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Sjoberg Behav Brain Funct (2017) 13:3
Logical fallacies inanimal model
Espen A. Sjoberg*
Background: Animal models of human behavioural deﬁcits involve conducting experiments on animals with the
hope of gaining new knowledge that can be applied to humans. This paper aims to address risks, biases, and falla-
cies associated with drawing conclusions when conducting experiments on animals, with focus on animal models of
Conclusions: Researchers using animal models are susceptible to a fallacy known as false analogy, where inferences
based on assumptions of similarities between animals and humans can potentially lead to an incorrect conclusion.
There is also a risk of false positive results when evaluating the validity of a putative animal model, particularly if the
experiment is not conducted double-blind. It is further argued that animal model experiments are reconstructions
of human experiments, and not replications per se, because the animals cannot follow instructions. This leads to an
experimental setup that is altered to accommodate the animals, and typically involves a smaller sample size than a
human experiment. Researchers on animal models of human behaviour should increase focus on mechanistic validity
in order to ensure that the underlying causal mechanisms driving the behaviour are the same, as relying on face valid-
ity makes the model susceptible to logical fallacies and a higher risk of Type 1 errors. We discuss measures to reduce
bias and risk of making logical fallacies in animal research, and provide a guideline that researchers can follow to
increase the rigour of their experiments.
Keywords: Argument from analogy, Conﬁrmation bias, Type 1 error, Animal models, Double-down eﬀect, Validity
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A logical fallacy is a judgment or argument based on
poor logical thinking. It is an error in reasoning, which
usually means that either the line of reasoning is ﬂawed,
or the objects in the premise of the argument are dissimi-
lar to the objects in the conclusion . Scientists are not
immune to logical fallacies and are susceptible to making
arguments based on unsound reasoning. For instance, a
common fallacy is aﬃrming the consequent. is involves
the following line of reasoning: if A is true, then X is
observed. We observe X, therefore A must be true. is
argument is fallacious because observing X only tells us
that there is a possibility that A is true: the rule does not
specify that A follows X, even if X always follow A.1 Stud-
ies that have explicitly investigated this in a scientist sam-
ple found that 25–33% of scientists make the fallacy of
aﬃrming the consequent and conclude that X→A is a
valid argument [2, 3].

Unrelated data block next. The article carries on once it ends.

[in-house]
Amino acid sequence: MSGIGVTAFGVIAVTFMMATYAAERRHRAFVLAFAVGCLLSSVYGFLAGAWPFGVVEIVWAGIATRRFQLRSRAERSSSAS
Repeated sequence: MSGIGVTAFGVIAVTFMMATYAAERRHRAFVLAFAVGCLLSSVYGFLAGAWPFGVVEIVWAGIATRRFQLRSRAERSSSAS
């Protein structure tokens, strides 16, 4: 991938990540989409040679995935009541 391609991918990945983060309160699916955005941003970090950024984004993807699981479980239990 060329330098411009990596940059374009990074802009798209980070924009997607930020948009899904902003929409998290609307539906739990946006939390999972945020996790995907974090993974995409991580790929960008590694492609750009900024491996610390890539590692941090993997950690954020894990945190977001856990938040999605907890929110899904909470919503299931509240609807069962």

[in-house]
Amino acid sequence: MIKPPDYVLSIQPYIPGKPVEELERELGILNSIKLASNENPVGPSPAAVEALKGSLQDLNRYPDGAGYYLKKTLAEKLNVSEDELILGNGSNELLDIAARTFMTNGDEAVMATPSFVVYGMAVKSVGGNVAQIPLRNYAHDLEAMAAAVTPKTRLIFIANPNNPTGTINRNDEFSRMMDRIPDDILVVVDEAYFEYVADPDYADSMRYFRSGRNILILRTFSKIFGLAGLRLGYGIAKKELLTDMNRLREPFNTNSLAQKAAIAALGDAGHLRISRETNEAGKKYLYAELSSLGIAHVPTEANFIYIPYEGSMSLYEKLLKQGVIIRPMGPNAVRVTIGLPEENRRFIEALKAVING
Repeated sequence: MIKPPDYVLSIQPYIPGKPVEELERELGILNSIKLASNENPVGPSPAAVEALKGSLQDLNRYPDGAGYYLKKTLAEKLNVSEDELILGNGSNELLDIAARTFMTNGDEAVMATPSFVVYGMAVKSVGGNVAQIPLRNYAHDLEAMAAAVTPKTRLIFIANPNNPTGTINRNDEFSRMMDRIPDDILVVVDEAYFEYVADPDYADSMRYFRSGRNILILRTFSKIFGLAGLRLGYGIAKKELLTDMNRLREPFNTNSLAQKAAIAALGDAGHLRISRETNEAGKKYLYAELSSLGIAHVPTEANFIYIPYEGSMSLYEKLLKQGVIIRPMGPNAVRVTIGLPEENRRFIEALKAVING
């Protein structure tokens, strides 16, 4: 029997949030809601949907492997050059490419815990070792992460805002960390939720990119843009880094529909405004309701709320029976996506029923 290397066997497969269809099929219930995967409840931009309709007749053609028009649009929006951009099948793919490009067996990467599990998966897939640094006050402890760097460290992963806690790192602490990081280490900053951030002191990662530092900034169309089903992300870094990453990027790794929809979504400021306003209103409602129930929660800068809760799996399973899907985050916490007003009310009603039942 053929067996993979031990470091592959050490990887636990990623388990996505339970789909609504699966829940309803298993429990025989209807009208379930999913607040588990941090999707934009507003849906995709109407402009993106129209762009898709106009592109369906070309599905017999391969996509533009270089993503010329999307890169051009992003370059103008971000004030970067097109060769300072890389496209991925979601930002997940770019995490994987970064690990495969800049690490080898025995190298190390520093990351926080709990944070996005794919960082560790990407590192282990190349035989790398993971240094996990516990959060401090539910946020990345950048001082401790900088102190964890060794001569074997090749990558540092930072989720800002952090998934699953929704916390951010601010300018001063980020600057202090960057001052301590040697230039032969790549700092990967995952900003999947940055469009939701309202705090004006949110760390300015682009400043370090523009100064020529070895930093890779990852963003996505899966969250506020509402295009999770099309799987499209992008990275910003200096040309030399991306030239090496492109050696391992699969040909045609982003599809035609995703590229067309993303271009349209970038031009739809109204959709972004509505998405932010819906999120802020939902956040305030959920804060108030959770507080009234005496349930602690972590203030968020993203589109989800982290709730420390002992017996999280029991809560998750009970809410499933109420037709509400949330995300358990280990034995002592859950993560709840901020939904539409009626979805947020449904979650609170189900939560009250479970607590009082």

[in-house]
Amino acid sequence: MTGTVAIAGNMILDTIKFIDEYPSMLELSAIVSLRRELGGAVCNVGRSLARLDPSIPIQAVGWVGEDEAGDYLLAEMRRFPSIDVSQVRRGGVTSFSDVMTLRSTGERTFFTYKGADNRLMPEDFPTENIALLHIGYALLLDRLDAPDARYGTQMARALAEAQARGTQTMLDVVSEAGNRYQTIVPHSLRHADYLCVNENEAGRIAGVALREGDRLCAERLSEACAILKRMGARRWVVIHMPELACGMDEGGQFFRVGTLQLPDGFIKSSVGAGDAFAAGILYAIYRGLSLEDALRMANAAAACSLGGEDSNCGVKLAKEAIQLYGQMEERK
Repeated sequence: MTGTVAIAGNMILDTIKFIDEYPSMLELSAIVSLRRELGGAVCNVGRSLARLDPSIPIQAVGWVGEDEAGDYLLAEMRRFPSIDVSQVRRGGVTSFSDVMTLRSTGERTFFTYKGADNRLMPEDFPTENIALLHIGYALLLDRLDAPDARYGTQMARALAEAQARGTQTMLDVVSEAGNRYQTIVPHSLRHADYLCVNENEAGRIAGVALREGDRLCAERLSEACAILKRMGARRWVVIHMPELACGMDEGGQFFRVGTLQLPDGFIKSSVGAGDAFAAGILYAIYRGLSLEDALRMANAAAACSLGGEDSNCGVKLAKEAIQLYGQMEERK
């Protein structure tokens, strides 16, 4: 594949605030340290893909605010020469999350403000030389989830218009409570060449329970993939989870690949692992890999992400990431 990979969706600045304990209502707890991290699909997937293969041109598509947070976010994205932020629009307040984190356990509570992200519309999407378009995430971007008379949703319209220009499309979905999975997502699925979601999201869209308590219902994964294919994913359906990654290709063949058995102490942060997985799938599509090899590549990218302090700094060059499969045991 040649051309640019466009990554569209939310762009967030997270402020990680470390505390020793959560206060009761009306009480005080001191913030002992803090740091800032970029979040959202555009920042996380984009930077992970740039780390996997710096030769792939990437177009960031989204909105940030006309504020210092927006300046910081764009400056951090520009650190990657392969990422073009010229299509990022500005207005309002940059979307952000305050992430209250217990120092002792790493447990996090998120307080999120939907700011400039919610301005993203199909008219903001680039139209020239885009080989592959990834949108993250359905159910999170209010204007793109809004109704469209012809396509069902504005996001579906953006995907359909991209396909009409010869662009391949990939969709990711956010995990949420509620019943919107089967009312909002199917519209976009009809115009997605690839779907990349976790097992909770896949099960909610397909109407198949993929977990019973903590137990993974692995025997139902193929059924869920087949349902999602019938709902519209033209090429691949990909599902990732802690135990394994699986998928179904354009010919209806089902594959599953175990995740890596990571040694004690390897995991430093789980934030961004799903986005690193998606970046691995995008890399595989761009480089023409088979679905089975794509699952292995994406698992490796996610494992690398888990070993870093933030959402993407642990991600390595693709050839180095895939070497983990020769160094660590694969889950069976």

Making logical fallacies is a human condition, and there
is a large range of fallacies commonly committed [1, 4, 5].
In the present paper, we will focus on a select few that are
of particular relevance to animal model research, espe-
cially in the context of validity and reliability of conclu-
sions drawn from an experiment.
1 If you struggle to follow this line of reasoning, a concrete example makes
it easier: If it is wine, then the drink has water in it. Water is in the drink.
erefore, it must be wine. Nowhere does the rule specify that only wine
contains water as an ingredient, so simply making this observation does not
allow us to conclude that it is wine.
Department of Behavioral Sciences, Oslo and Akershus University College
of Applied Sciences, St. Olavs Plass, P.O. Box 4, 0130 Oslo, Norway
Page 2 of 13
Sjoberg Behav Brain Funct (2017) 13:3
e fallacy of aﬃrming the consequent is connected with
a tendency to seek evidence that conﬁrms a hypothesis.
Many scientists conduct their experiments under the
assumption that their experimental paradigm is a legiti-
mate extension of their hypothesis, and thus their results
are used to conﬁrm their beliefs. As an example, imagine
a hypothesis that states that patients with bipolar disor-
der have reduced cognitive processing speed, and we do a
reaction time test to measure this. us, a fallacious line
of reasoning would be: if bipolar patients have reduced
cognitive processing speed, then we will observe slower reac-
tion time on a test. We observe a slower reaction time, and
therefore bipolar patients have reduced cognitive processing
speed. is would be aﬃrming the consequent, because
the observed outcome is assumed to be the result of the
mechanism outlined in the hypothesis, but we cannot with
certainty say that this is true. e results certainly suggests
this possibility, and it may in fact be true, but the patients
may have exhibited slower reaction times for a variety of
reasons. If a signiﬁcant statistical diﬀerence between bipo-
lar patients and controls is found, it may be common to
conclude that the results support the cognitive processing
speed hypothesis, but in reality this analysis only reveals
that the null hypothesis can be rejected, not necessarily
why it can be rejected [6, 7]. e manipulation of the inde-
pendent variable gives us a clue as to the cause of the rejec-
tion of the null hypothesis, but this does not mean that the
alternative hypothesis is conﬁrmed beyond doubt.
Popper  claimed that hypotheses could never be
conﬁrmed; only falsiﬁed. He claimed that we could not
conclude with absolute certainty that a statement is true,
but it is possible to conclude that it is not true. e clas-
sic example is the white swan hypothesis: even if we have
only observed white swans, we cannot conﬁrm with
certainty the statement “all swans are white”, but if we
observe a single black swan then we can reject the state-
ment. Looking for conﬁrmation (searching for white
swans) includes the risk of drawing the wrong conclusion,
which in this case is reached through induction. How-
ever, if we seek evidence that could falsify a hypothesis